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Hymn For The Weekend: India’s Got 99 Problems…But Beyoncé’s Not One

Hymn For The Weekend: India’s Got 99 Problems…But Beyoncé’s Not One

India's Got 99 Problems...But Beyoncé's Not One

India's Got 99 Problems...But Beyoncé's Not One

…and with Hindu fundamentalism at an all time high in India, caste discrimination remains rampant, from the deliberate burning of Dalit children last year to the recent death of Dalit PhD student Rohith Vemula, who took his own life after being discriminated against by the University of Hyderabad.

While the world focuses on the art direction of a Coldplay video, students across India are protesting caste apartheid as universities continue to discriminate against lower caste studentsPrachi Patankar, a writer and activist in New York City, sums up the irony this way:

“I don’t give a damn about appropriation in a music video; that is the least of the problems facing our people over there. None of the people who are raising a stink about this whole Coldplay and Beyoncé video have once pointed out what is actually going on in India – where people are being threatened and murdered for speaking out against Hindu fundamentalists, where Dalit kids continue to commit suicide and drop out of school because being a part of extremely caste-ist school systems makes life unbearable. Dalit women’s and men’s bodies are dehumanized and violated on a daily basis, sadhus and yoga gurus are sexually exploiting women in unspeakable ways. Why are they not angry about that?”

Thenmozhi Soundararajan continues to contextualize the Coldplay video’s exotic tropes in juxtaposition to the situation on the ground.

I think that when you are choosing to engage and make content in a country in a socially networked age, you can’t make content without being aware of what’s happening. I just felt like it was not respectful. It was not the time for that kind of a release. It’s both content and the timing.”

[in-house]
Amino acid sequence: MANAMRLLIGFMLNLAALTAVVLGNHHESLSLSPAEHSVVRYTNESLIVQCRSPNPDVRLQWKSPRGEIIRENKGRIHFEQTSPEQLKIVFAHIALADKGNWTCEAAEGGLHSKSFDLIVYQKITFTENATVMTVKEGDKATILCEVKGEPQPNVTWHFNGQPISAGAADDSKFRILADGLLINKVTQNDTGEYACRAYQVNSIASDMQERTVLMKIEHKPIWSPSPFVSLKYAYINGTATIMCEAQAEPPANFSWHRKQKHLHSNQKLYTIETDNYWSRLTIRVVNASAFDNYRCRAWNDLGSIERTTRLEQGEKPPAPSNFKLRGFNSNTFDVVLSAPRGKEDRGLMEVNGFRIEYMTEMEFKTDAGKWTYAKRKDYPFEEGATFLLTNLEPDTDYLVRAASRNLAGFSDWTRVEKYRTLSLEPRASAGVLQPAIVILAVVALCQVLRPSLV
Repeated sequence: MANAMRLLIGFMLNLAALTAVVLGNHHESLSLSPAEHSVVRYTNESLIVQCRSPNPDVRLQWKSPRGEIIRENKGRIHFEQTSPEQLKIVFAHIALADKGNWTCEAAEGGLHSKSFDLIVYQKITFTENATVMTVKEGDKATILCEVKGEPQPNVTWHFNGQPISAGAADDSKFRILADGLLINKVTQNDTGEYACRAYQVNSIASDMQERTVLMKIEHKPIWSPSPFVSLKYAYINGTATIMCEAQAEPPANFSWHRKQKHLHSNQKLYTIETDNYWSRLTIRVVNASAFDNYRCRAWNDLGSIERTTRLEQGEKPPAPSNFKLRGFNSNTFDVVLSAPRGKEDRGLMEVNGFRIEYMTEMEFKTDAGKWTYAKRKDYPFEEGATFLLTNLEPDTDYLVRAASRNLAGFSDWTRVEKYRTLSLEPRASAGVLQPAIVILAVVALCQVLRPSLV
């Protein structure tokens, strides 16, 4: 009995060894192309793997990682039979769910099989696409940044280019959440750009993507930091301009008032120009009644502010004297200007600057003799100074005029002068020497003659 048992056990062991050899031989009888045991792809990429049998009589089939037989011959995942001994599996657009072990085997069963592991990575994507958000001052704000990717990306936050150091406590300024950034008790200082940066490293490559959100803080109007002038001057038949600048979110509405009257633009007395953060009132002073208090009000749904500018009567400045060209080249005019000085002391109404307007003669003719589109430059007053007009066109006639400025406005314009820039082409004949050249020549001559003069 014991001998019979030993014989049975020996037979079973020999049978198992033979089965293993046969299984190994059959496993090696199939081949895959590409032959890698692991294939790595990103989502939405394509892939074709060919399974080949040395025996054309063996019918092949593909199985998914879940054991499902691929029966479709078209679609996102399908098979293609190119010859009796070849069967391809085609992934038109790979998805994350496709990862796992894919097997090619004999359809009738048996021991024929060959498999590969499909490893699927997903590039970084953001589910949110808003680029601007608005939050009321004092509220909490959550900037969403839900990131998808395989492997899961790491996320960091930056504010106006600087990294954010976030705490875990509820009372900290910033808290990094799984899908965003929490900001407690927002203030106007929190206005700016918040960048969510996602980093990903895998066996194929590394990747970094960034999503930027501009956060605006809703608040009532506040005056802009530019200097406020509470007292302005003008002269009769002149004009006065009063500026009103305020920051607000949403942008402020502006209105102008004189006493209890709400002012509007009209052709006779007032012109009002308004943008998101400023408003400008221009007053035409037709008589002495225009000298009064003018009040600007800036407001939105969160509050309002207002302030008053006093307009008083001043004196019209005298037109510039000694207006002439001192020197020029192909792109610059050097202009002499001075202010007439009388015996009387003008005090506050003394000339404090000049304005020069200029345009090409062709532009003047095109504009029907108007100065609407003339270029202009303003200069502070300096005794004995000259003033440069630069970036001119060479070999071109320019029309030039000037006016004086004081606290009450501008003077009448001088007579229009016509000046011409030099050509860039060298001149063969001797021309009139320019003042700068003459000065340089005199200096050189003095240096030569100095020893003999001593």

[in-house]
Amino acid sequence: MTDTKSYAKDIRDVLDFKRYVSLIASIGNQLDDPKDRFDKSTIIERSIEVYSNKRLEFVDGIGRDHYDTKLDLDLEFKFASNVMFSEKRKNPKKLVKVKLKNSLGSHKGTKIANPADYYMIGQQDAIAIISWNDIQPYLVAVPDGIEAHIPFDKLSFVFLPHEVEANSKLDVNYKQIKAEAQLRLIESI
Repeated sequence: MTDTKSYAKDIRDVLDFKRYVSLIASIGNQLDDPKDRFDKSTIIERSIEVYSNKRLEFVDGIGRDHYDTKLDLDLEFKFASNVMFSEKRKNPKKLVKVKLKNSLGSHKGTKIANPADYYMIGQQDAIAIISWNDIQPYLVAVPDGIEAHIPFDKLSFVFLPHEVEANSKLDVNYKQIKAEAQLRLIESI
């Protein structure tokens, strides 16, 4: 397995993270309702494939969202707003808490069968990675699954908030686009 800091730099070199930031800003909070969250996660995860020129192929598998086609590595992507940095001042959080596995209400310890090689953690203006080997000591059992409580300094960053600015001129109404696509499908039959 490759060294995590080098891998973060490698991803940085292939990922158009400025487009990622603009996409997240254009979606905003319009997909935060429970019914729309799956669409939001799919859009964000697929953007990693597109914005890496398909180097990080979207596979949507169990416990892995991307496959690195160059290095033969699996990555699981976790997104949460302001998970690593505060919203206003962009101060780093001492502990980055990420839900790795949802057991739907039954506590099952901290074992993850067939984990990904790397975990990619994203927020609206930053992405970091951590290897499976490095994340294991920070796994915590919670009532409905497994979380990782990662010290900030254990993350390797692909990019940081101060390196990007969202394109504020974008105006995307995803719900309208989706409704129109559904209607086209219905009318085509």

Even when it comes to the religious tropes evoked in Coldplay’s video – from the saffron-robed Sadhus in a forest, levitating holy men and a blue-skinned child Krishna smack in the middle of bustling Mumbai – the exoticism of this particular imagery replicates a dangerous monolithic picture of all of India as “Hindu.”

Soundararajan says, “I think there’s this idea of presenting these Hindu deities and spiritual practices of Hinduism as being primarily linked to what it means to be “Indian”–but in fact India is religiously diverse. The fight to keep its diversity and to keep its secularity is actually core to the resistance of many of the people’s movements who are actively fighting for a secular space in the country today. The homogenization of what happens in our regions simply to be able to be easily consumed as a tourist package is really disrespectful and is not what we need to be seeing in 2016.”

India's Got 99 Problems...But Beyoncé's Not One

Finally, there is the specific critique aimed at Beyoncé. Many online South Asian voices argued that Beyoncé is complicit in “cultural appropriation” because of her dress, her headpiece, and her mehendi-covered hands, stating that Sonam Kapoor, the actual Bollywood actress who has a cameo in the video, should have had a larger role. Others say these criticisms of Bey in particular are just another form of anti-black racism and that ultimately the outcry is because she is a black woman posing as a Bollywood star.

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